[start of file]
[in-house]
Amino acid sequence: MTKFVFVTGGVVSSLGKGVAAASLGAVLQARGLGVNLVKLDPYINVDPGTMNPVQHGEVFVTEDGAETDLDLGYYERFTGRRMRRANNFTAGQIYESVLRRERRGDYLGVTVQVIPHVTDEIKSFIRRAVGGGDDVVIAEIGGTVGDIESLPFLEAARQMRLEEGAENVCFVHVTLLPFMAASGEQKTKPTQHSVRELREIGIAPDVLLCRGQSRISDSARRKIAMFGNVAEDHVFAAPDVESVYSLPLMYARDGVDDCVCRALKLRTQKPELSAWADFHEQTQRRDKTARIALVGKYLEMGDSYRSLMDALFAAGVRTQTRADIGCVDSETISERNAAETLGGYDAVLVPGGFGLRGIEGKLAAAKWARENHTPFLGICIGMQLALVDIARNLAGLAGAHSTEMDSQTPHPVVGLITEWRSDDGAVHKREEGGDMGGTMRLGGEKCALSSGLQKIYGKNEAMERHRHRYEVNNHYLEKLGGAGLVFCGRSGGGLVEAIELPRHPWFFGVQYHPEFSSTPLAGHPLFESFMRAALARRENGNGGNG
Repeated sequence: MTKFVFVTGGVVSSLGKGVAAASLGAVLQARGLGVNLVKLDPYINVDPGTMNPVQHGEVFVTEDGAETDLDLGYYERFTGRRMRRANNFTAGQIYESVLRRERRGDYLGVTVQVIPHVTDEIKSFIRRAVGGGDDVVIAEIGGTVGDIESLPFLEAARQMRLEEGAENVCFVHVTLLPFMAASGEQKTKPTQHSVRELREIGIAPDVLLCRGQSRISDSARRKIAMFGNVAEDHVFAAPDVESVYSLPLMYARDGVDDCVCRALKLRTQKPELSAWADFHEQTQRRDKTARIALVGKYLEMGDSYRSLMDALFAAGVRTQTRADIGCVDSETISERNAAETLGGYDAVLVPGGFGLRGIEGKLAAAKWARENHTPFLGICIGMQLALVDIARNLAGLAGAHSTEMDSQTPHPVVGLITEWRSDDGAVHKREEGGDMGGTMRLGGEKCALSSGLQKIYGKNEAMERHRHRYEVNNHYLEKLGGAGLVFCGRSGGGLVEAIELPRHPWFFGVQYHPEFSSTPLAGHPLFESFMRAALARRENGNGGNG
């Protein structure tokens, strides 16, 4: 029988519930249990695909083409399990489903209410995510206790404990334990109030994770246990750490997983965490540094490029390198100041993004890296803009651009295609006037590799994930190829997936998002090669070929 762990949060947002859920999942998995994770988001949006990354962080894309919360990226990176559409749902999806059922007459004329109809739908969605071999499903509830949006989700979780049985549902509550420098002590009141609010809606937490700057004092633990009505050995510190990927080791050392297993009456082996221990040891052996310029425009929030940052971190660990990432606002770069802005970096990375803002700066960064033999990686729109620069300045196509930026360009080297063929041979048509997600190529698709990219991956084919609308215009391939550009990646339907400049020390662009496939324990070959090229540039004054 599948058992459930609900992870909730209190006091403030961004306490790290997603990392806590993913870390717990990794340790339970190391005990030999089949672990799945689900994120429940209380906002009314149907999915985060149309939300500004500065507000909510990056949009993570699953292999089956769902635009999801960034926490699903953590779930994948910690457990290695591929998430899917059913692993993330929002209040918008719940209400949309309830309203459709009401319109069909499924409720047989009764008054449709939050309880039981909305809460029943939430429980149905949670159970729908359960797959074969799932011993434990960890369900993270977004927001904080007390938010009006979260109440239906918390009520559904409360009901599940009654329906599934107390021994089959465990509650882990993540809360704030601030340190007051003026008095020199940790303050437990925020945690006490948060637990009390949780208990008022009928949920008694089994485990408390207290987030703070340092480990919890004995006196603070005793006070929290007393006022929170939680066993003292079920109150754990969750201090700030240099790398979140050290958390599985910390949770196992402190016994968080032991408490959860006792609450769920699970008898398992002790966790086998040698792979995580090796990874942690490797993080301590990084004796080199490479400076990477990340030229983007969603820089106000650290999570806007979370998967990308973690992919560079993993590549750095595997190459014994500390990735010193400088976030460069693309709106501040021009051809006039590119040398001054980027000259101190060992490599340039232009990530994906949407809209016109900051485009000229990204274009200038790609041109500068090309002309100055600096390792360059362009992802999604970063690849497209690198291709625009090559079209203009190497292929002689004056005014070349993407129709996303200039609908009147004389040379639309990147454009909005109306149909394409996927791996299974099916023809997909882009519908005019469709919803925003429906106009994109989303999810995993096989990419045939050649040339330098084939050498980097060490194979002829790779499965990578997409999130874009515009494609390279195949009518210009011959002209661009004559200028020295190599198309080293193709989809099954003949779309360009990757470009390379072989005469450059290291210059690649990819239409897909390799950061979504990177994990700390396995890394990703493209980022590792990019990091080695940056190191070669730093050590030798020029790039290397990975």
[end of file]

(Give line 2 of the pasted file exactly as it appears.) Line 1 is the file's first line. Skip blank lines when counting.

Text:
Amino acid sequence: MTKFVFVTGGVVSSLGKGVAAASLGAVLQARGLGVNLVKLDPYINVDPGTMNPVQHGEVFVTEDGAETDLDLGYYERFTGRRMRRANNFTAGQIYESVLRRERRGDYLGVTVQVIPHVTDEIKSFIRRAVGGGDDVVIAEIGGTVGDIESLPFLEAARQMRLEEGAENVCFVHVTLLPFMAASGEQKTKPTQHSVRELREIGIAPDVLLCRGQSRISDSARRKIAMFGNVAEDHVFAAPDVESVYSLPLMYARDGVDDCVCRALKLRTQKPELSAWADFHEQTQRRDKTARIALVGKYLEMGDSYRSLMDALFAAGVRTQTRADIGCVDSETISERNAAETLGGYDAVLVPGGFGLRGIEGKLAAAKWARENHTPFLGICIGMQLALVDIARNLAGLAGAHSTEMDSQTPHPVVGLITEWRSDDGAVHKREEGGDMGGTMRLGGEKCALSSGLQKIYGKNEAMERHRHRYEVNNHYLEKLGGAGLVFCGRSGGGLVEAIELPRHPWFFGVQYHPEFSSTPLAGHPLFESFMRAALARRENGNGGNG